Dear UNC Charlotte Community,
With the start of the new academic year quickly approaching, I want to share with you some updates about the work we have been doing over the past several weeks and what you can expect in the coming semester.
As I have said many times, there is nothing more important to us than ensuring the safety of our campus community. Our internal review of the April 30 tragedy and our response to it is complete, and I will receive the report within the next couple of weeks. Additionally, we will commission a thorough and completely independent external review that will include recommendations on any areas that the reviewers think could improve campus safety or emergency response. We have retained the National Police Foundation (NPF) to lead this process. They will partner with the International Association of Campus Law Enforcement Administrators (IACLEA) and a cross-functional team of experts in emergency management, communications, behavioral health, and academic and student affairs to conduct this assessment. I expect the team to begin their work in earnest in late August or early September.
In the meantime, we have already taken some steps I want to bring to your attention:
Support services are available to faculty and staff through the Employee Assistance Program and to students through the Christine F. Price Center for Counseling and Psychological Services (CAPS). These services will continue throughout the fall. Everyone is moving at their own pace in recovery, and I encourage you to reach out to our trained counselors if you need to talk with someone.
Additionally, CAPS, the Dean of Students Office, and the Department of Safety and Security have partnered to offer a workshop for faculty and staff on how they can best support students as they return for the fall semester. Topics covered in the workshop will include how to identify students in need of support; understanding available campus resources; facilitating difficult conversations about the shooting; and building a community of care in the classroom. You may register online to attend one of these sessions.
The Niner Nation Remembrance Commission will reconvene in August to chart its work and review research compiled over the summer to gain insight into how others who have experienced similar tragedies have chosen to honor their victims and to memorialize what had taken place in their institutions or communities.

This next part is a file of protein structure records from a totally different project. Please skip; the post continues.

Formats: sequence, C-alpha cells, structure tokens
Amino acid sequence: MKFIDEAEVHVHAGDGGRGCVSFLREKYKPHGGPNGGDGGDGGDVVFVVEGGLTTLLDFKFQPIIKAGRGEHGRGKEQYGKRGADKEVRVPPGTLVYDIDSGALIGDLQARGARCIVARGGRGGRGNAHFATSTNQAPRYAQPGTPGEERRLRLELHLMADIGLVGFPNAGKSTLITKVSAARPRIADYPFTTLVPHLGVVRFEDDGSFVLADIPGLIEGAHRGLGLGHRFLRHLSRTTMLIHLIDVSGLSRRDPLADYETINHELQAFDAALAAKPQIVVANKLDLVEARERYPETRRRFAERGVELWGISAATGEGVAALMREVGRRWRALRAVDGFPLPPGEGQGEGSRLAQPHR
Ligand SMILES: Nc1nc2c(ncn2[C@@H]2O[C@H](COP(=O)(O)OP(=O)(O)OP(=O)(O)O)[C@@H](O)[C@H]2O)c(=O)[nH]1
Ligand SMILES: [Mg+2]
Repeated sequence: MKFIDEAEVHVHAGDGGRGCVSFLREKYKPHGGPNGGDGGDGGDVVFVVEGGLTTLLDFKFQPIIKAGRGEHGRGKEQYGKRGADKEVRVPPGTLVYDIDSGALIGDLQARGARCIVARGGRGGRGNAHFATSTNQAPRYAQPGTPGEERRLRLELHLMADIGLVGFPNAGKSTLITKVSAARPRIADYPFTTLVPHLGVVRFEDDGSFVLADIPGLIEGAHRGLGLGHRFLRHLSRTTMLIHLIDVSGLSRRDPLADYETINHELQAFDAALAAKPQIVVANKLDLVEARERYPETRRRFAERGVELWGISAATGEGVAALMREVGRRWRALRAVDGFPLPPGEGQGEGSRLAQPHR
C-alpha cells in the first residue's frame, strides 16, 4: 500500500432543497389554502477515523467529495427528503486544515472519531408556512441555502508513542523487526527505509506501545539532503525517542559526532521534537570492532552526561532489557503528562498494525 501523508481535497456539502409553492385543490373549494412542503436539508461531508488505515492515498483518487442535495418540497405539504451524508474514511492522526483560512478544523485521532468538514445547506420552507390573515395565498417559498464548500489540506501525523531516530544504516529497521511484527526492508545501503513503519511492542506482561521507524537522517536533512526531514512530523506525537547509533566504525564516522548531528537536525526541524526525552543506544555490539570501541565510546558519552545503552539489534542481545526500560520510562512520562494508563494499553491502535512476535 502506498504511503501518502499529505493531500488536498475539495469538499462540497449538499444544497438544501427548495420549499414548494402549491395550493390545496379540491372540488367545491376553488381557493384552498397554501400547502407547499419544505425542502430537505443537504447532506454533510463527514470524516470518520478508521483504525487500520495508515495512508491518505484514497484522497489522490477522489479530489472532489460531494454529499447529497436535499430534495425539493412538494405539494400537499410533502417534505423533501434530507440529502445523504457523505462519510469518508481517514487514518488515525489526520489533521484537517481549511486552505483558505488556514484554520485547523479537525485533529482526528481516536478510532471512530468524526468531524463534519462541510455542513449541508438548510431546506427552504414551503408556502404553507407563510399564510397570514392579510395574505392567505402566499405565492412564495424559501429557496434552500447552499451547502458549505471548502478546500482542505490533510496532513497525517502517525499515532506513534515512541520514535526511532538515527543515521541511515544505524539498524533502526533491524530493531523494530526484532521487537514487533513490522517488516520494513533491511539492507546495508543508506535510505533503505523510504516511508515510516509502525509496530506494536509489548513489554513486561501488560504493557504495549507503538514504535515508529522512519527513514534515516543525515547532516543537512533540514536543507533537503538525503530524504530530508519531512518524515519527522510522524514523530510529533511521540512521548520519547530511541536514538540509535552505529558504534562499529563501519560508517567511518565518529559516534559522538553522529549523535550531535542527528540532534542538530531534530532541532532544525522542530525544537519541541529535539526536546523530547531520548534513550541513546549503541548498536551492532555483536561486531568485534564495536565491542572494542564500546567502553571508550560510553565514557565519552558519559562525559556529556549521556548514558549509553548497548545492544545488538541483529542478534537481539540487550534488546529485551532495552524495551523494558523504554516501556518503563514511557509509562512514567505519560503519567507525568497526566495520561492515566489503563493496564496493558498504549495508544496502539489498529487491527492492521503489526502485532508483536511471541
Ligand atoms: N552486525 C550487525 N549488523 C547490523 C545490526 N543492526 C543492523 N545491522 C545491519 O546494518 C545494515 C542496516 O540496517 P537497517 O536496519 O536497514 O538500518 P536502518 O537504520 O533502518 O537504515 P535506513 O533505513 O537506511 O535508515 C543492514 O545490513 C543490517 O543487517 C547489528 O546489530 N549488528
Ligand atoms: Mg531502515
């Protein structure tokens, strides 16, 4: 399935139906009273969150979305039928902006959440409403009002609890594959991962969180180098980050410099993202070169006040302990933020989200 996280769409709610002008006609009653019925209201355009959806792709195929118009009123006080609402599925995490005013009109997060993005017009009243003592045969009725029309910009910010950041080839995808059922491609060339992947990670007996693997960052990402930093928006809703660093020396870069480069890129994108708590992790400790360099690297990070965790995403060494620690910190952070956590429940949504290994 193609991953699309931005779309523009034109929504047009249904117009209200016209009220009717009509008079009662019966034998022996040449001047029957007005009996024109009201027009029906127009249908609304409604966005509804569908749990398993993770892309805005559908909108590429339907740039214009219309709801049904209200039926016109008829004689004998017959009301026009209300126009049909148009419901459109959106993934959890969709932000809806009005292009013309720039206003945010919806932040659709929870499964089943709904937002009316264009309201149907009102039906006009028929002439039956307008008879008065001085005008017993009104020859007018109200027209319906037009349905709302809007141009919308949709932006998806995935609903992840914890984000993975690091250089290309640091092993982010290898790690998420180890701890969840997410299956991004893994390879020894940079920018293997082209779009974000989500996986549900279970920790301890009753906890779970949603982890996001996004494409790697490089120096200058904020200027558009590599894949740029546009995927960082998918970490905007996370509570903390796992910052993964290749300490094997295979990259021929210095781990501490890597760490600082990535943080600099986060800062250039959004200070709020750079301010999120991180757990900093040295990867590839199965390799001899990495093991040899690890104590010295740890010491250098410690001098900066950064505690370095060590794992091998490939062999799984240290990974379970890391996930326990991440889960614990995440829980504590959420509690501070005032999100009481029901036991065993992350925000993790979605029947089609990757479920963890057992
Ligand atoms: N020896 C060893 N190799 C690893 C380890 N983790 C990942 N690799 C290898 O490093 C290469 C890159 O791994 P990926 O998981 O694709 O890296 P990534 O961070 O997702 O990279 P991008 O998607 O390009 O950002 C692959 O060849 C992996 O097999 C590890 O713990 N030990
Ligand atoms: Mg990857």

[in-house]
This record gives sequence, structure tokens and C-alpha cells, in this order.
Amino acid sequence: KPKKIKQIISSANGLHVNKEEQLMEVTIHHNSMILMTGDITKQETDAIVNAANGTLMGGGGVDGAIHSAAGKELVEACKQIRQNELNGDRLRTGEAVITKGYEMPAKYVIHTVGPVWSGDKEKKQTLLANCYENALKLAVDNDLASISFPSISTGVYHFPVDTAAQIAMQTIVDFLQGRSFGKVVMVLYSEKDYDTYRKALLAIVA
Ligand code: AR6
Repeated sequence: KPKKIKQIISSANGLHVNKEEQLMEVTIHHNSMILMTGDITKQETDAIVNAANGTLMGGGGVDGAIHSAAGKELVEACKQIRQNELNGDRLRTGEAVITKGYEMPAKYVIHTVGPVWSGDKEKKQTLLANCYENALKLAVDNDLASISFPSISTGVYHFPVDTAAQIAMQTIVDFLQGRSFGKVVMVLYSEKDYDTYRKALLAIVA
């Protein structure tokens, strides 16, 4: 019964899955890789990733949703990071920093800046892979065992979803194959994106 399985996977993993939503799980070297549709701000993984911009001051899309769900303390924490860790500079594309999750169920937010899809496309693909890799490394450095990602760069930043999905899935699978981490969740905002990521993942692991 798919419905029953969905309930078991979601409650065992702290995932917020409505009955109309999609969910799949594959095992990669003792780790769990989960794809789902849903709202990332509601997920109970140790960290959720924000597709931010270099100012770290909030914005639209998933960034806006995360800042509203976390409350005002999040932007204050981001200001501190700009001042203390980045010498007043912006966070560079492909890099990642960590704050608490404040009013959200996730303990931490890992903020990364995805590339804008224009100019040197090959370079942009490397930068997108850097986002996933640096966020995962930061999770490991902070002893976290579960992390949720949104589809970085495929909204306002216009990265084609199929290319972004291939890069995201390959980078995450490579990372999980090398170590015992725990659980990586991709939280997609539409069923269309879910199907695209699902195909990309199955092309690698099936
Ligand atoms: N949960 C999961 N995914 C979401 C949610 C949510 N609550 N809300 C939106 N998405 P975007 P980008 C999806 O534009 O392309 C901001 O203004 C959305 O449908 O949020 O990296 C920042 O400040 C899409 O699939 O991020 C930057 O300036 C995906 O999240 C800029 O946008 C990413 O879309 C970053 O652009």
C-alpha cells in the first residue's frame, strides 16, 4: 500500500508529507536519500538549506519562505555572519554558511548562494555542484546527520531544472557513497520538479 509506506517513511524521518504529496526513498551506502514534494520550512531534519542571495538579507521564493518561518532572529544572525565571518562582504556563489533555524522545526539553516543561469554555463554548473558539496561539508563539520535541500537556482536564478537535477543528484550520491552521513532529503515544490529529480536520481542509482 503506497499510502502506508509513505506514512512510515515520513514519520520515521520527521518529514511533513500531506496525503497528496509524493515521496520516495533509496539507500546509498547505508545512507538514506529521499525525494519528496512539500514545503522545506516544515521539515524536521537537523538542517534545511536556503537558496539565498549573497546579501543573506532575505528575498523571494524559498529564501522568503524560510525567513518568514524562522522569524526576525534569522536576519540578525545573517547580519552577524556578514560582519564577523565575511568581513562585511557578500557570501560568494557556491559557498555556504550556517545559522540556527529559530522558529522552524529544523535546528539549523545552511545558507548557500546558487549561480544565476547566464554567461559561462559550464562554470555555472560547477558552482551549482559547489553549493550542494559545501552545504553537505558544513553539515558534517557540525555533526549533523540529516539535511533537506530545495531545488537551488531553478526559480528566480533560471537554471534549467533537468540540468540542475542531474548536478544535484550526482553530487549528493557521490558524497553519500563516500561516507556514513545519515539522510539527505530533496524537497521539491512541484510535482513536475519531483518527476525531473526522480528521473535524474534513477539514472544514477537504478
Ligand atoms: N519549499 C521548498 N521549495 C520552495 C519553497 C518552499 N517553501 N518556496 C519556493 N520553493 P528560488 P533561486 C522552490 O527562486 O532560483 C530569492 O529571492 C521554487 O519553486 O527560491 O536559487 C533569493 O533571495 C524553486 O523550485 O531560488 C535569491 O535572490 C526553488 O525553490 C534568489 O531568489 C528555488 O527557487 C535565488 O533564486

Moving forward after a tragedy of this magnitude isn’t easy. When classes begin in August, two important members of the Niner Nation family will be missing. We will never forget Reed and Riley, the injuries sustained by Rami, Sean, Emily, and Drew, or the collective pain we experienced on April 30.
The past few months have shown the world the depth and breadth of Niner Nation. The pride for this special place is evident. The importance of our University to the city and surrounding region has never been more apparent.
You will see the words “We Are All Niners” frequently in the weeks and months ahead, both on campus and off. It isn’t a slogan or a motto. It is a declaration. Together, our future is bright, bold, and strong.
Philip L. Dubois
Dear UNC Charlotte Community:
We have shared a wide range of experiences and emotions on our campus over this past month: tragedy and grief, compassion and support, resiliency and recovery.
As we pause together to reflect on the one-month anniversary of the day that forever touched our University community, it is important to note that each of us has our own timeline for how we respond to and recover from the events of April 30. We react differently, and we require different kinds of support.
I encourage you to review information from Dr. David Spano, associate vice chancellor and director of the Christine F. Price Center for Counseling and Psychological Services (CAPS).
He explains how reactions to trauma are to be expected no matter where you were on April 30. As a member of Niner Nation, it is okay to be affected by this tragedy regardless of your physical location that day. Dr. Spano also offers some suggestions for coping strategies as we move forward, which we are doing one step at a time.
The Niner Nation Remembrance Commission held its first meeting yesterday. The members reviewed the Commission’s charter and developed a plan for necessary research to be conducted this summer. They will reconvene in August, and you can expect another update on their work early this fall.
Today, however, I want to share with you one decision that has already been made. The space in Kennedy where the tragedy occurred will not be used for any purpose for the upcoming academic year (2019-2020). I will await the Commission’s recommendations for the future of the space before making any final decisions.